Programs like HUDíS kiosks are on their way to achieving Vice President Gore's vision in his 1997 report, Access America. "The kind of government we'll have as we begin the next century," the Vice President said, "will be a government where all Americans have the opportunity to get services electronically and where, aided by technology, the productivity of government operations will be soaring."

Kiosks Are Getting Kudos

The HUD Next Door Kiosks have been recognized by Vice President Goreís National Partnership for Reinventing Government with the Hammer Award, for improving the delivery of service to the public; and theyíve received favorable press in the New York Times, the Denver Post, and the Richmond Times-Dispatch. In addition, the HUD Next Door Kiosks has been named a semi-finalist for Harvardís 1999 Innovations in American Government Award.

How Customers React

Customers interviewed said they enjoyed the kiosk, found it easy to use, easy to navigate, and would use it again without hesitation. Demographically, this was a very diverse group, and all users --from widely divergent socio-economic groups--used the kiosks easily, without outside assistance and without difficulty. - Francine Mendelsohn, Summit Research.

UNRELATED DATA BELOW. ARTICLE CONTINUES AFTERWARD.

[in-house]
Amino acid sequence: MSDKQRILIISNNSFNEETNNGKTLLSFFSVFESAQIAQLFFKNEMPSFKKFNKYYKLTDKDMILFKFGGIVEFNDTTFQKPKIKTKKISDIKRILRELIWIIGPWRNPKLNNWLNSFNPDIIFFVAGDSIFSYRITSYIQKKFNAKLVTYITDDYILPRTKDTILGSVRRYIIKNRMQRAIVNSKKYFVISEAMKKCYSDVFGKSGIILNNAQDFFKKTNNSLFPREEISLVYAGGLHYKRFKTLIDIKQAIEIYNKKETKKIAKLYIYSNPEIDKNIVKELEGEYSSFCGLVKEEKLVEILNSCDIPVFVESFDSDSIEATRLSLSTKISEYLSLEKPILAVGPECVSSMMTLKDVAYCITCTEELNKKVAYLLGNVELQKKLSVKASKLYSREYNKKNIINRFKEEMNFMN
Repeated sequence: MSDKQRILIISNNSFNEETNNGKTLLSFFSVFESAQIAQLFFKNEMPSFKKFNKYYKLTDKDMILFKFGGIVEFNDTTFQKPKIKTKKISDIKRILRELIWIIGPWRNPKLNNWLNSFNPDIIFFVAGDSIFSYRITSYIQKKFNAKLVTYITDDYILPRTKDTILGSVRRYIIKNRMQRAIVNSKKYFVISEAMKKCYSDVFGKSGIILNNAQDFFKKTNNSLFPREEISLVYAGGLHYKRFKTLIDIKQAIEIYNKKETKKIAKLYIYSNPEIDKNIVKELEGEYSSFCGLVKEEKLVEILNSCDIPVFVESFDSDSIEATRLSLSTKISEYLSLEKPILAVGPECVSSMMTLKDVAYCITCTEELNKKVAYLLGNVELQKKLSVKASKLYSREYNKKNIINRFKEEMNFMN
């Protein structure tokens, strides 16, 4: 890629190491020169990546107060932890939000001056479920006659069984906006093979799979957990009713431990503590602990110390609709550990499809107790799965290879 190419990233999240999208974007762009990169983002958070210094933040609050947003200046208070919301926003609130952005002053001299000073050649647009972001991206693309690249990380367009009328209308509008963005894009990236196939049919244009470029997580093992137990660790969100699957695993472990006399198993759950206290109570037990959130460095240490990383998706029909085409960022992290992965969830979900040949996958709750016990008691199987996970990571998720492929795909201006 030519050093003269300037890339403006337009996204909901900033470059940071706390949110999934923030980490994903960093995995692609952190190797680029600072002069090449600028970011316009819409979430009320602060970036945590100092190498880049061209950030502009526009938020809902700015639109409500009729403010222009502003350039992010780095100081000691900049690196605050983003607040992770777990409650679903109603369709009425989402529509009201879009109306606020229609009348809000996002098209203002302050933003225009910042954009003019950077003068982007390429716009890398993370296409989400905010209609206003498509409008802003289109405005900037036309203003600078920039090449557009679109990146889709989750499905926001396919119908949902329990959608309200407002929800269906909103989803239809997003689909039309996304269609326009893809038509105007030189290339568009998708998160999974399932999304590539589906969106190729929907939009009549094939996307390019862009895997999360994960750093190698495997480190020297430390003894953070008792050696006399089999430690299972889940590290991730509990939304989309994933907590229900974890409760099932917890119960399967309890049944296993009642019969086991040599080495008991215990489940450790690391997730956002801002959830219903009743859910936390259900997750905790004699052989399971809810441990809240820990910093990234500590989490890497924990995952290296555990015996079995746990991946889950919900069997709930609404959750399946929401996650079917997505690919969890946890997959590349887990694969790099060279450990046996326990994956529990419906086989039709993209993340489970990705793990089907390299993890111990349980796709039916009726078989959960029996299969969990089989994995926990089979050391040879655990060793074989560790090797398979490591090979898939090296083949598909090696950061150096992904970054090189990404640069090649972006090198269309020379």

The Kiosk was the hit of the (trade) show! We did not have the best booth, location wise, but we had crowds six deep. The Fair was in El Paso and the Spanish version was used about 50% of the time. The most used feature at this particular show (first time homebuyers) was the mortgage calculator. I encourage you all to use this tool. - Andy Hackney, HUD Lubbock Office

About the Author

Candi Harrison is Web Manager for the Department of Housing and Urban Development in Washington, DC. You may reach her at (202) 708-1547 or Candis_B._Harrison@hud.gov.

Related Resources

Housing and Urban Development Website

Vice President Goreís Hammer Awards

Innovations in American Government Award Program

Hud's Storefront Office a Model of Community Partnership

Access America E-Gov E-Zine Partners
Chief Information Officers Council
National Partnership for Reinventing Government
Federal Communicators Network